Legal Contradictions Manifest in Video Game Worlds: Copyright through the Post-Structuralist Looking Glass

In the spring I was invited by my colleague Gaetano Dimita ( of The School of Law, Queen Mary University of London to participate in the second edition of an academic conference he organizes called “More Than Just A Game: Interactive Entertainment & Intellectual Property Law”. The conference, which took place on April 8, 2016 was a great success, and I presented on “Legal Contradictions in Video Game Worlds: Copyright through the Post-Structuralist Looking Glass.” My core message was that video game mods should be presumptively legal. I explored the reasons why and suggested some possible mechanisms to, in the words of Captain Picard, make it so.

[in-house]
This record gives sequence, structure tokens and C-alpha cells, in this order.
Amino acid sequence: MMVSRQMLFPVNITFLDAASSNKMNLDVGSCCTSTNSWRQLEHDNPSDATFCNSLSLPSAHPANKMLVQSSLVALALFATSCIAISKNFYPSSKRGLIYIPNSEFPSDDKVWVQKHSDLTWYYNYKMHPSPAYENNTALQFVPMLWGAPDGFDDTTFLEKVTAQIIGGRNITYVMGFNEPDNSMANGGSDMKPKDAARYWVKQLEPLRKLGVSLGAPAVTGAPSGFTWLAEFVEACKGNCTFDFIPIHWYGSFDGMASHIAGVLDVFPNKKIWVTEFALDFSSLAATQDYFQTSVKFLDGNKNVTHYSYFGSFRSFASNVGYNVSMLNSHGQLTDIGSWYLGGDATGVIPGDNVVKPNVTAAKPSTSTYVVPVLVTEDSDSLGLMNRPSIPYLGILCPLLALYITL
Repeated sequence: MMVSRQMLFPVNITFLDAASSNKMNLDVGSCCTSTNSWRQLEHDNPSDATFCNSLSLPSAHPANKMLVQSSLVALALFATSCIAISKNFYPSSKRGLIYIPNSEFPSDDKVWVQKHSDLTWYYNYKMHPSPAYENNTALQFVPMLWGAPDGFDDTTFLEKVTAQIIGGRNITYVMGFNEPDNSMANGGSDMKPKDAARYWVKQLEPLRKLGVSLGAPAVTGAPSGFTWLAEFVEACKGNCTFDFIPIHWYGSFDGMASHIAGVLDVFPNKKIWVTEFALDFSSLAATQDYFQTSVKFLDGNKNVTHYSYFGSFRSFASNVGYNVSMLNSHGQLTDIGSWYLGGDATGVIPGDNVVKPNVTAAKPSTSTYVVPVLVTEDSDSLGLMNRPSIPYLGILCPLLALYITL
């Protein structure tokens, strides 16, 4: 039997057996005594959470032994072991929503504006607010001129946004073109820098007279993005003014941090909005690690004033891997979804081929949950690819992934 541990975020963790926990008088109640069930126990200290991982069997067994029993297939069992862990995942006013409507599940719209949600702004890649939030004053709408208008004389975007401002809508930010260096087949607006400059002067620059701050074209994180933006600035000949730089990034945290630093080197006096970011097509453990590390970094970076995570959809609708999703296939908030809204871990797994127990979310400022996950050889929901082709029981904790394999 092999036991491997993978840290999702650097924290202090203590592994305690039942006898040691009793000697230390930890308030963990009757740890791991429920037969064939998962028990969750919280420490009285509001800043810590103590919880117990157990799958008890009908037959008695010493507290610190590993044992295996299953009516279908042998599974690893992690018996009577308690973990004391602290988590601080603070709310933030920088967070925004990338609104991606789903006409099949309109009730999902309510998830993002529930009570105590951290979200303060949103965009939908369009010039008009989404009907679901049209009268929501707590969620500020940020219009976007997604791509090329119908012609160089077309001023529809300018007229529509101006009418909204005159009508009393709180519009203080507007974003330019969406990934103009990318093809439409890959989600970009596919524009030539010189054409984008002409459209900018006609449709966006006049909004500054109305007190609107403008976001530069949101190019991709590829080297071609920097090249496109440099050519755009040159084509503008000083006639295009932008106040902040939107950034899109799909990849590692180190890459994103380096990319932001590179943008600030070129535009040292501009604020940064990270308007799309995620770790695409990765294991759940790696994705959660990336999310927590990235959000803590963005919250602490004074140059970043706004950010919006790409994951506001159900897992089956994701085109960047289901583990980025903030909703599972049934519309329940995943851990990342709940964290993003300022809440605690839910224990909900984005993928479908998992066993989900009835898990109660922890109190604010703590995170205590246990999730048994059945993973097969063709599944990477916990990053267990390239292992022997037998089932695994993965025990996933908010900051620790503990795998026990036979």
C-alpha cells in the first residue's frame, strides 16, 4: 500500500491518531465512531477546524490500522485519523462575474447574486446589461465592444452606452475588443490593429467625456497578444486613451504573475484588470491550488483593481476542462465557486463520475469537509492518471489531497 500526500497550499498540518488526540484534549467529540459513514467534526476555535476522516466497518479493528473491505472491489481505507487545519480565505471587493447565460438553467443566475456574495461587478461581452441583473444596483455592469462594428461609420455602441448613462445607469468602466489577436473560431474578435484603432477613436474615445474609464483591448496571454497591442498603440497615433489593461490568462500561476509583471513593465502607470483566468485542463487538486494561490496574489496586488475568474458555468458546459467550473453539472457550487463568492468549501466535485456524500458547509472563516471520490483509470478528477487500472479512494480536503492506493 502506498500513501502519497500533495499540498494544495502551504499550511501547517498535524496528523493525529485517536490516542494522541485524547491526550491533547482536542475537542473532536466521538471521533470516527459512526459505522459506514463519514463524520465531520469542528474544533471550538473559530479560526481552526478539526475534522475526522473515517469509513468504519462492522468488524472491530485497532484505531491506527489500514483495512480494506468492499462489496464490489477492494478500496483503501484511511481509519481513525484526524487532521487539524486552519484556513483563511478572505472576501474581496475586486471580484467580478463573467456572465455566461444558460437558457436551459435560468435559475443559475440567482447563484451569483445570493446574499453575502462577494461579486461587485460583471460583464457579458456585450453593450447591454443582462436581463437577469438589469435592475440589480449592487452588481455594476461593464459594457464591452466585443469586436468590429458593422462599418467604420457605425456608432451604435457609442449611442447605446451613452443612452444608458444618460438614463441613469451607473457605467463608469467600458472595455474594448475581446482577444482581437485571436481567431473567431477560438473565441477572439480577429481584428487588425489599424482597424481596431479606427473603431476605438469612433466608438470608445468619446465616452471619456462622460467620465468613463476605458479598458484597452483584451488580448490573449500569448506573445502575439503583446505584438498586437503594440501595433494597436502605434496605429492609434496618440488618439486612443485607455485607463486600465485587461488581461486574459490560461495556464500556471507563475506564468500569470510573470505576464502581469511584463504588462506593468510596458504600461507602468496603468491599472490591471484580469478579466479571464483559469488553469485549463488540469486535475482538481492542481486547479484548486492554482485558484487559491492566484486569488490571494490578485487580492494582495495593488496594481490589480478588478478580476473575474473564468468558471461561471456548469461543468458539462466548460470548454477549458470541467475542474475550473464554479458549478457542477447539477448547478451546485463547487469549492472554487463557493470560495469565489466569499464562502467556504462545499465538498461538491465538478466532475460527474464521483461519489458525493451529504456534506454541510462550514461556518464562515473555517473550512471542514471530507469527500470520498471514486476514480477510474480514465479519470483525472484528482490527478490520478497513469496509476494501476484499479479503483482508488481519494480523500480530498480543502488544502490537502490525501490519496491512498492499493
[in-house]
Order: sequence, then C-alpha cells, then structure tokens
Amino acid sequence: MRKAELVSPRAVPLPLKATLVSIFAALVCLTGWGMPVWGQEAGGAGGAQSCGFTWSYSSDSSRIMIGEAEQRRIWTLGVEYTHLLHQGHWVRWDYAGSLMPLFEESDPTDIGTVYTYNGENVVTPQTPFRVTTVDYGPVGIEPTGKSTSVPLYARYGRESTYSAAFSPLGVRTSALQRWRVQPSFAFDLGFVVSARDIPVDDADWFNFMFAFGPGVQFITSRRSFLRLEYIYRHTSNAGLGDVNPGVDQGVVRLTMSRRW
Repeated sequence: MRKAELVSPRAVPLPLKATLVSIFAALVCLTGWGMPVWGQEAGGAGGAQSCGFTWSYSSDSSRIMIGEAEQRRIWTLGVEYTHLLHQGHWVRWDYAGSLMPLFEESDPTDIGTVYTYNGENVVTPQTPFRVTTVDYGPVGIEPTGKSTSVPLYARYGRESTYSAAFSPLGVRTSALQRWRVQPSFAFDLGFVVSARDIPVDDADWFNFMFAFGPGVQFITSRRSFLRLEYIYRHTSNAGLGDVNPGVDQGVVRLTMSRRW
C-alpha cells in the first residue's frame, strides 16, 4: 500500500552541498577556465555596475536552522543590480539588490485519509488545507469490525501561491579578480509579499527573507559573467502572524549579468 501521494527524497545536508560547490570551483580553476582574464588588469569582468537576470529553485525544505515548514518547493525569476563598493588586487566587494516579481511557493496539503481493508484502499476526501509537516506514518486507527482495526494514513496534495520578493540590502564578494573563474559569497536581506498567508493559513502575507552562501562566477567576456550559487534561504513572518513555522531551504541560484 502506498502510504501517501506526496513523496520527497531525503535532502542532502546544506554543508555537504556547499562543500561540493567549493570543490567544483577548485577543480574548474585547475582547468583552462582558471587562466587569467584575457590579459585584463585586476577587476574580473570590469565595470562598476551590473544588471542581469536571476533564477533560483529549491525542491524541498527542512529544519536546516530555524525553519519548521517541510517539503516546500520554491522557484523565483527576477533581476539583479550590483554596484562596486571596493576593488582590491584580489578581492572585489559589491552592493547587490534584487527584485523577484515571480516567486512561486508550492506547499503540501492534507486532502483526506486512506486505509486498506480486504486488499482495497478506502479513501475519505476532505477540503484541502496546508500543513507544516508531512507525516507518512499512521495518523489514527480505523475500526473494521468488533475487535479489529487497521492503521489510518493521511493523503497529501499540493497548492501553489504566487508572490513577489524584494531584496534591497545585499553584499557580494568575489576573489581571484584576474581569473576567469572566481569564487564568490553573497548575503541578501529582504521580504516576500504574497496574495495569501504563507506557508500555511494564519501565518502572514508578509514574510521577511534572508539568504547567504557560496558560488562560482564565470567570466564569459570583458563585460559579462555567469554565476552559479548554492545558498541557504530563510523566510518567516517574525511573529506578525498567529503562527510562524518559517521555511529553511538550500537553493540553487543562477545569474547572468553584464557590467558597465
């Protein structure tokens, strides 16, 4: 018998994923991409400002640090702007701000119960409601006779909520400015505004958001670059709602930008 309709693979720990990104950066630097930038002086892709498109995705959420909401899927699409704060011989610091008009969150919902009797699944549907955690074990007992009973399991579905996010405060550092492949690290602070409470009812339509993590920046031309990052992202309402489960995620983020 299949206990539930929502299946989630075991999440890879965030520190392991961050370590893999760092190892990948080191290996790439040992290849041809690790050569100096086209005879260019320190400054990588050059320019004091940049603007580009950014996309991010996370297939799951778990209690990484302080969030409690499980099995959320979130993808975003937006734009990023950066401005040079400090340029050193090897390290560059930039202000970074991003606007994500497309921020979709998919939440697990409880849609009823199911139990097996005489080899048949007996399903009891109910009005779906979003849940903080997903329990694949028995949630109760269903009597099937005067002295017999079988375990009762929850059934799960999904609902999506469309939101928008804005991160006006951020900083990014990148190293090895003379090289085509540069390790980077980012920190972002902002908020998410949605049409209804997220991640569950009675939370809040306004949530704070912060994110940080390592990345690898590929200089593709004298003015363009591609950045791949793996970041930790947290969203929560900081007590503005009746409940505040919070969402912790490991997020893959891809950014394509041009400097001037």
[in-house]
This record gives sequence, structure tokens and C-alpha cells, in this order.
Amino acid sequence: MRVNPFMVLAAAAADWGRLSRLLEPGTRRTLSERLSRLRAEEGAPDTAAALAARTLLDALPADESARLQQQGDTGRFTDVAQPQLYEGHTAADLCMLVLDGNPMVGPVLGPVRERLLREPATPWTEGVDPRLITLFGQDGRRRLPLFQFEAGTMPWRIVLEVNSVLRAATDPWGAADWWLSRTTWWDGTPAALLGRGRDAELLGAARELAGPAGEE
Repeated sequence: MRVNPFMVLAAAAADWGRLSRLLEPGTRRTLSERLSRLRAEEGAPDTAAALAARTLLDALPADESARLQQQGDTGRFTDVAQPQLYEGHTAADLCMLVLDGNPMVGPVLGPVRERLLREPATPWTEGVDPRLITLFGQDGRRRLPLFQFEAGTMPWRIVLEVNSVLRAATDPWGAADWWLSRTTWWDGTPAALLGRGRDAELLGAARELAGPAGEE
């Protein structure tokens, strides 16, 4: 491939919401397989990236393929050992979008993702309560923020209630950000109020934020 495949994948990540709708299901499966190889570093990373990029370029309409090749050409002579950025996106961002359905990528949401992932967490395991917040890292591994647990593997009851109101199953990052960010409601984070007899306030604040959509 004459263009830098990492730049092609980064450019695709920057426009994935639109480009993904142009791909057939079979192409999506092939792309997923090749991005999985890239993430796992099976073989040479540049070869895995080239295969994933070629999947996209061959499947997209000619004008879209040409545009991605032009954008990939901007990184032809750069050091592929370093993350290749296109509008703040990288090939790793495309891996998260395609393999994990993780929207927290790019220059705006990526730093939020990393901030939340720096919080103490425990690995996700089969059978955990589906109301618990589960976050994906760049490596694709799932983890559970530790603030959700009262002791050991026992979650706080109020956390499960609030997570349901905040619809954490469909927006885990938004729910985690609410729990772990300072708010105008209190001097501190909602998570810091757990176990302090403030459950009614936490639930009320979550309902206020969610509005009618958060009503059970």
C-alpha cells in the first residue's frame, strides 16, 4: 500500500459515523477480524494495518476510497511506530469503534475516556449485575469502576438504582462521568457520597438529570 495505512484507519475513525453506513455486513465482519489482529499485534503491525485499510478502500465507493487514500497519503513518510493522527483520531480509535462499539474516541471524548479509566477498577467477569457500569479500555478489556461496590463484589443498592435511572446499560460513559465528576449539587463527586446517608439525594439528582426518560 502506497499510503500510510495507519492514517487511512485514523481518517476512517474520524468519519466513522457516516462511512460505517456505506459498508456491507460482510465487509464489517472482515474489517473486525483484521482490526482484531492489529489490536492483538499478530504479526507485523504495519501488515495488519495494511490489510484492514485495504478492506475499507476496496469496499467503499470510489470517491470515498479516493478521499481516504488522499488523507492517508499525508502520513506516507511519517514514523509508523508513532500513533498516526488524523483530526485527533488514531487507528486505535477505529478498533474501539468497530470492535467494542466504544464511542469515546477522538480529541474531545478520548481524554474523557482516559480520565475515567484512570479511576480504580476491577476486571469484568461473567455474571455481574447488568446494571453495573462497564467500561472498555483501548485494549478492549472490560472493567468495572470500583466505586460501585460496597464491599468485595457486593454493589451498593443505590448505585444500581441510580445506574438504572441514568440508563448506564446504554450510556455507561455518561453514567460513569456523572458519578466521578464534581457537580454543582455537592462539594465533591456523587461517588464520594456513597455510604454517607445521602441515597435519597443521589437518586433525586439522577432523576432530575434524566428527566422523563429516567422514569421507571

In preparation for my London adventure I was privileged to present a draft iteration at a Faculty Seminar at the Allard School of Law, UBC on March 16, 2016. Thanks to Natasha Affolder and Janine Benedet for the invitation, and Joe Weiler for moderating. Thanks as well as to everyone who came, asked questions and helped me “sharpen the saw” through their questions.

There was no video of the QMUL conference while the Allard Faculty Seminar was recorded and edited thanks to Dan Silverman. As a result, below you will find the slides from the final presentation in London, video from Vancouver, and some bonus memorabilia from both.





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